Neighbouring Countries (by shared border)
Capital of India and Political System
The capital of India is New Delhi.
The government in India is a Federal Parliamentary Republic. The chief of state is President Ram Nath Kovind and the head of government is Prime Minister Narendra Modi.
Current Status of India
India is the second most populous country in the world and the largest democracy by population. It is also one of the fastest growing major economies in the world with GDP at $2.597 trillion (2017). India is also a nuclear weapon enabled state and has the second largest standing army in the world. However, it continues to face challenges like poverty, corruption and income inequality. Since 2012, poverty has been declining drastically in India, with Brookings estimating the rate of poverty reduction as 44 people per minute. After the economic liberalisation in 1991, India opened its doors to foreign direct investment. During 2017-18, the FDI in the country hit a record high of $61.96 billion. India has also become a software powerhouse of the world. With home grown IT companies like Infosys, TCS, HCL, Wipro, Tech Mahindra leading the way, the country is also home to multiple offices of tech-giants like Google, Microsoft, Amazon, Intel, SAP and IBM. Internet permeation is also humungous in India with 500 million internet users. Recently, the Narendra Modi government in India demonetised the largest circulating denomination of notes in a bid to address corruption. In 2017, India also registered its highest ever increase in the ease of doing business. Currently, India features among the top 100 countries for the ease of doing business. India has also gained notoriety for sky rocketing rates of crime against women in the country.In recent times, there are many wrong reasons which have brought the country into the global limelight including increased incidents of religious intolerance and mob lynching in 2018. Till July 2018, 27 people were killed across 9 states in India, according to the official figure.
Issues of International Importance over the Years
In the first quarter of 2018, India’s GDP growth hit a record high of 8.2%, overtaking China’s economic growth in the same quarter. It is projected that by 2050, India’s economy will be the world’s second largest, overtaking US and only behind China. With the implementation of the Goods and Services tax (GST) under the Modi government, all the 29 states in the country have become a common tax market which has boosted efficiency, growth and has also digitalised the economy. GST and demonetisation were projected to be the initial steps of India becoming a cashless society. Though Indian economy is growing heaps and bounds, this growth is not inclusive. 1% of India’s richest; own 53% of its wealth. Income inequality is one of the primary reasons for the high poverty rate in the country. Amidst its economic progress, India is also pushing to gain more soft power by building diplomatic missions and cultural centres all across the globe and promoting International Yoga Day and regional cinema. Manufacturing has become one of the emerging sectors in the country. Under Prime Minister Modi’s ‘Make in India’ campaign, India is expected to become the fifth largest manufacturing hub in the world by 2020. Agriculture employs a vast majority of the Indian population (58%), yet contribution of agriculture to the total exports was only 12.26% in 2017.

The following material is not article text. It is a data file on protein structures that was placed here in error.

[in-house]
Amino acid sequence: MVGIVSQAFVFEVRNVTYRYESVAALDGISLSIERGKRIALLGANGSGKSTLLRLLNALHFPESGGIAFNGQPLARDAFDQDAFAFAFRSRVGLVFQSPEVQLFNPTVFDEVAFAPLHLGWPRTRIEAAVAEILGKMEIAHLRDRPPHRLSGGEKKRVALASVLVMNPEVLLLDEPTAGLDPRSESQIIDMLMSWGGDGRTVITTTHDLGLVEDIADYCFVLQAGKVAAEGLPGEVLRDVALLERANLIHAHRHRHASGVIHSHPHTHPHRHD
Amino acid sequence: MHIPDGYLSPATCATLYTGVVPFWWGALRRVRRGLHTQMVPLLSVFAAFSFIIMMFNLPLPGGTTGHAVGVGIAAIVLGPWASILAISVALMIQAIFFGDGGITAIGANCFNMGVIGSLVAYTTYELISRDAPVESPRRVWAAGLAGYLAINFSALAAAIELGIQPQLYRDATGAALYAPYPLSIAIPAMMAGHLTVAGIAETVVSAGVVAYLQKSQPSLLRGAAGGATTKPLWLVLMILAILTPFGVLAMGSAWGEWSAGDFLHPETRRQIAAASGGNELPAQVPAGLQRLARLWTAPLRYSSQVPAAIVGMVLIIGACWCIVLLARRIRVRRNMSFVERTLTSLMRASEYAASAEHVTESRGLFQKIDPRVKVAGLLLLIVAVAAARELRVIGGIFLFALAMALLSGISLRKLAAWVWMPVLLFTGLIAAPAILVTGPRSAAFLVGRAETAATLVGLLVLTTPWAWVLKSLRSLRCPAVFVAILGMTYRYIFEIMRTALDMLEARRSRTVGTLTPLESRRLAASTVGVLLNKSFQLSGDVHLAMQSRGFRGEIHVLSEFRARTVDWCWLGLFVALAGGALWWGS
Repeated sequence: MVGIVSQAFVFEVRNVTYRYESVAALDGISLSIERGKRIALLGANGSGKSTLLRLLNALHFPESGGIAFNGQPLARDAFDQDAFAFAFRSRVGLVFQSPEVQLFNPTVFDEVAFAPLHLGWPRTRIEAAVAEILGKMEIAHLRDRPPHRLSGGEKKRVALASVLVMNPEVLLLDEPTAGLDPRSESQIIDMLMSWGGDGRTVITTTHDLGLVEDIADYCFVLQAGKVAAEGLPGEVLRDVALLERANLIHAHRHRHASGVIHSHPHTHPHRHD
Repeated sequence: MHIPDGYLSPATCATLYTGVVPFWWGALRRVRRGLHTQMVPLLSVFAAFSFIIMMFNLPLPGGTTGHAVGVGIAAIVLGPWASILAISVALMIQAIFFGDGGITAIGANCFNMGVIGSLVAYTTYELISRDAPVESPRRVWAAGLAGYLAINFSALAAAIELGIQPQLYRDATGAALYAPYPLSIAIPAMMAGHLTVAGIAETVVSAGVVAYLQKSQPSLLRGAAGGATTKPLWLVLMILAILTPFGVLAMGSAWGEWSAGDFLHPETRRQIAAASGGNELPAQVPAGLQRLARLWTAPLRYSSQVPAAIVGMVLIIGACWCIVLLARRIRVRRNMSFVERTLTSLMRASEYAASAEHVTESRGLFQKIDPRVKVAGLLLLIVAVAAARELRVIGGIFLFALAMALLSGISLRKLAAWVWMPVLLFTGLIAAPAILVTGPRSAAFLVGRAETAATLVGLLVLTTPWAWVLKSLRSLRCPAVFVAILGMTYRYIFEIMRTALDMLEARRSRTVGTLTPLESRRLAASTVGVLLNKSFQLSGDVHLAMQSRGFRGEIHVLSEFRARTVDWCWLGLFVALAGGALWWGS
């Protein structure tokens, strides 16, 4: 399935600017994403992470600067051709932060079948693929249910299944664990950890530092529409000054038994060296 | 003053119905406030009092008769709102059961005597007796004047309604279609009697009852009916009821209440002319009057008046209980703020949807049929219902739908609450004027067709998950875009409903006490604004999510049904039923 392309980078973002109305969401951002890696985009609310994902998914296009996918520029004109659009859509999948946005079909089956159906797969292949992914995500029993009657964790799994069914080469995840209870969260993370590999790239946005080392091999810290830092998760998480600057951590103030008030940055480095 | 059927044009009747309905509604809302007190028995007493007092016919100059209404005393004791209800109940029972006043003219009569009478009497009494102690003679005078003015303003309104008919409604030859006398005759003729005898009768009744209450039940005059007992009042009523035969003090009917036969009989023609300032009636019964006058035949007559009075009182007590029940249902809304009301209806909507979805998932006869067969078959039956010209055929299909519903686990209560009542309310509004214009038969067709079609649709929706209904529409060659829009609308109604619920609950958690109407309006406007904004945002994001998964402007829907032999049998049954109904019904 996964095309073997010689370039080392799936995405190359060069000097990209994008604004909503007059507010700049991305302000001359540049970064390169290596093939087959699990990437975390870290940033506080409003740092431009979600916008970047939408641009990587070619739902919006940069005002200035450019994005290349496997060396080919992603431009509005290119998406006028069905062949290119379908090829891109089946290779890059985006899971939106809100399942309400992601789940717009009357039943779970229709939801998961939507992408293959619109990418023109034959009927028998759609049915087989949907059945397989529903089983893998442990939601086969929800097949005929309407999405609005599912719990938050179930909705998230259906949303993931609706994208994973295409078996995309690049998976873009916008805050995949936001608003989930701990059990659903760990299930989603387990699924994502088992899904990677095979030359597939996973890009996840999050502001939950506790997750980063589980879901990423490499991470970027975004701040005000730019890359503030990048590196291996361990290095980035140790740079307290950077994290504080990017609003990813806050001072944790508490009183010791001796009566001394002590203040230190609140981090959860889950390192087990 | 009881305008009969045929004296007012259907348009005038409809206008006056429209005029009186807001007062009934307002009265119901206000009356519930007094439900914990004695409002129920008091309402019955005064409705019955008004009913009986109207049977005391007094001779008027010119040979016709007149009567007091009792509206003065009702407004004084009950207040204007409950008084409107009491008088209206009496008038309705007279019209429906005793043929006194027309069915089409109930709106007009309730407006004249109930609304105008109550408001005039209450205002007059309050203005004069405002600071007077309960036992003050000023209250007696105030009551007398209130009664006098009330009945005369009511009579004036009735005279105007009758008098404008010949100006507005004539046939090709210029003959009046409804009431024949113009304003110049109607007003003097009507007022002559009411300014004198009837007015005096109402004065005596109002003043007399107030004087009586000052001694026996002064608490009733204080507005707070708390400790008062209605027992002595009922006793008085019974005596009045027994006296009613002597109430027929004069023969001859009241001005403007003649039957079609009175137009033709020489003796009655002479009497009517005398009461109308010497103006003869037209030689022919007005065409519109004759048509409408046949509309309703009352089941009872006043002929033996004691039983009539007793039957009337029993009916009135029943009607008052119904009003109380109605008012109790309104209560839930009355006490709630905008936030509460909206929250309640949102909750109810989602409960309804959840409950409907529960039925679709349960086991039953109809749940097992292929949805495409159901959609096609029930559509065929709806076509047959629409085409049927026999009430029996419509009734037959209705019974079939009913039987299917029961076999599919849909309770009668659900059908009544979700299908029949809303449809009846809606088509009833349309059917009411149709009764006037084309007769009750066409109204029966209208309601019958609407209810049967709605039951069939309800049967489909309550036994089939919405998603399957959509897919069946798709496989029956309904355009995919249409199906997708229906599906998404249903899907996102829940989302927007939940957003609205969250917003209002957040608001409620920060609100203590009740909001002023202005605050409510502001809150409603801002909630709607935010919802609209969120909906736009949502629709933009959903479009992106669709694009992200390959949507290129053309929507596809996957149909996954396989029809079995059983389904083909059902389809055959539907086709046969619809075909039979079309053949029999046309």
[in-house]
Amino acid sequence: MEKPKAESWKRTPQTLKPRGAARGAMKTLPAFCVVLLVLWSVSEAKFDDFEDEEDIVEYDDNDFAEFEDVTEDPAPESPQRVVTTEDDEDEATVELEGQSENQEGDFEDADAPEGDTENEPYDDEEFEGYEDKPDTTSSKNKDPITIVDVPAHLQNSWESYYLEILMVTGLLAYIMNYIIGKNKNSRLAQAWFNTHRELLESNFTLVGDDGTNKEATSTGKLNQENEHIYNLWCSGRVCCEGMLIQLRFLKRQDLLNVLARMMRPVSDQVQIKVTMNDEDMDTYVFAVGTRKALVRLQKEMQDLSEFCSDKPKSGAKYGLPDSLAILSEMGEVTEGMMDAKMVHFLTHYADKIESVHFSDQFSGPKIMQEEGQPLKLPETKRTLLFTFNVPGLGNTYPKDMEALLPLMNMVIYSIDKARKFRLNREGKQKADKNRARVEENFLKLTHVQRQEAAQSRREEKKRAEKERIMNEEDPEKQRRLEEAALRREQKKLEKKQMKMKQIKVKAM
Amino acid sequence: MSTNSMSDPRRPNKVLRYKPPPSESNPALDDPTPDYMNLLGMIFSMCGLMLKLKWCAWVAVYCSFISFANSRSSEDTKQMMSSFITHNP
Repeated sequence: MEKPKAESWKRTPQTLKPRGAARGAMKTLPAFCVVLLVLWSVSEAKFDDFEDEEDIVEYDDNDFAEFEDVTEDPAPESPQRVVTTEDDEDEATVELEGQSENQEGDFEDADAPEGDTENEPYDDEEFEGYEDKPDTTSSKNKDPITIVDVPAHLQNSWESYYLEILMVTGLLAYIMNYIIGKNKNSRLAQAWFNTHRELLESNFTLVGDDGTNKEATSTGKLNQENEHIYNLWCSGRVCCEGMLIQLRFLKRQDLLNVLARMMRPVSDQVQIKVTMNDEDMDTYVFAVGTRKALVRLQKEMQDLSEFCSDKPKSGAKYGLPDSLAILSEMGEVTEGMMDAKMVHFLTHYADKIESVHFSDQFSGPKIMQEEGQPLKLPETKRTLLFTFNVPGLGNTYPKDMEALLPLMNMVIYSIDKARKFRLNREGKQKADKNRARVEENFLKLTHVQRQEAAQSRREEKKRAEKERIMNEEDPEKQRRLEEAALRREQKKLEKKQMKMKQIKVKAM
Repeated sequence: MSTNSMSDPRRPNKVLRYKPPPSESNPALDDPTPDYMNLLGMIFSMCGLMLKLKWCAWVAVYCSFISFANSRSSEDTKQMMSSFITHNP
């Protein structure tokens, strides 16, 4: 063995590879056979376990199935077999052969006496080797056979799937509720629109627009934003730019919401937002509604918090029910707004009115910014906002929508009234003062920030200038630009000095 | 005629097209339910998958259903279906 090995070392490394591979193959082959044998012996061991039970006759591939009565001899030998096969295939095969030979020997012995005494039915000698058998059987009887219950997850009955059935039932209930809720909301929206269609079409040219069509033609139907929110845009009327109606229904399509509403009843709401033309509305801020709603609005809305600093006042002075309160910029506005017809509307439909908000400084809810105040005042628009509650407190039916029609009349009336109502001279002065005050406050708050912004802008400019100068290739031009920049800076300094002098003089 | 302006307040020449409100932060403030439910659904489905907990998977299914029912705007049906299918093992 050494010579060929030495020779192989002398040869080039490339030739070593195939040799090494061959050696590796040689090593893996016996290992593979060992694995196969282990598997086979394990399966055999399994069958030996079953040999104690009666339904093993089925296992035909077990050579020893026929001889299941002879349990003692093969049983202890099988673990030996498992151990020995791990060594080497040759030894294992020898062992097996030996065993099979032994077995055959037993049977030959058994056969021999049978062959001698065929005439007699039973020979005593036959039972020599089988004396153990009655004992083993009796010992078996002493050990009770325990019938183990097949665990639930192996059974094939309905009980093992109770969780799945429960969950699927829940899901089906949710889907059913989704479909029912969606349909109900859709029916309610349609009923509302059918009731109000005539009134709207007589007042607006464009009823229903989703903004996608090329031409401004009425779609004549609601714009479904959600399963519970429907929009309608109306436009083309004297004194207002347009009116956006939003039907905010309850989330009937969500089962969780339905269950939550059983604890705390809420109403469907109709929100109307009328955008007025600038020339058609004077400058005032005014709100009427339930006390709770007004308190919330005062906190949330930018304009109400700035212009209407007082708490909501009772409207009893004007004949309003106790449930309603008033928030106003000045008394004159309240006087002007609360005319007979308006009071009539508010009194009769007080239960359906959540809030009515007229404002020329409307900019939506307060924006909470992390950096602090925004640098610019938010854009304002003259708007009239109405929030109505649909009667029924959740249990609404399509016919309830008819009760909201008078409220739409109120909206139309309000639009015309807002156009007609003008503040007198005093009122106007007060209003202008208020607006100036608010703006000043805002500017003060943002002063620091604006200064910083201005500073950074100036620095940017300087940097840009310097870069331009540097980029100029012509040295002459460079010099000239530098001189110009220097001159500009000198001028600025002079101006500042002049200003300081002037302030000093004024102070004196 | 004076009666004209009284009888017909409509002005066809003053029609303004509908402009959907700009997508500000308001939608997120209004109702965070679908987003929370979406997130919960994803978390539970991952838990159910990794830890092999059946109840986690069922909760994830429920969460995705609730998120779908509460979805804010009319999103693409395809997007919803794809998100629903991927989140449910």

India ranks third in global oil consumption after USA and China. Though the country is slowly developing renewable sources of energy, oil is still the primary source of energy consumption. India is under immense pressure to cut down on its energy imports as 83% of its oil for consumption needs come from external sources. Oil alone accounts for 31 % of India’s total imports. In 2018, Iraq toppled Saudi Arabia to become the largest crude oil supplier to India closely followed by Iran. But following the United States sanctions on Iranian exports, India faces a dilemma on whether to cut down on Iranian oil imports, which will prove to be very difficult and expensive for India or face the ire of the United States. India’s unprecedented dependence on oil imports is destabilising the economy, `hence the country must boost domestic production and rationalise the heavily skewed tax structure to level the playing field of domestic producers.
India and Pakistan share an intricate relationship based on common history, culture, wars, cricket and the impact of extremist activities. Both countries gained independence in August 1947 from the British colonial rule. Shortly after independence, both nations were involved in territorial disputes over the state of Kashmir. The first India–Pakistan war of 1947 ended with the intervention of the United Nations. Since independence, India and Pakistan have been involved in four wars and one major armed conflict on their border. Both these states have accused each other of human rights violations and harbouring fringe elements on the international stage. Peace negotiations have been attempted from time to time. However, lack of political will, continuous ceasefire violations and terrorist activities have hampered these negotiations. Read more at https://www.skillsphere.org/global-jigyasas/india-pakistan-relations
Religious Group Distribution
- Hindu 79.8%
- Muslim 14.2%
- Christian 2.3%
- Sikh 1.7%
- Other and unspecified 2%
Links for Detailed Research
About India Issues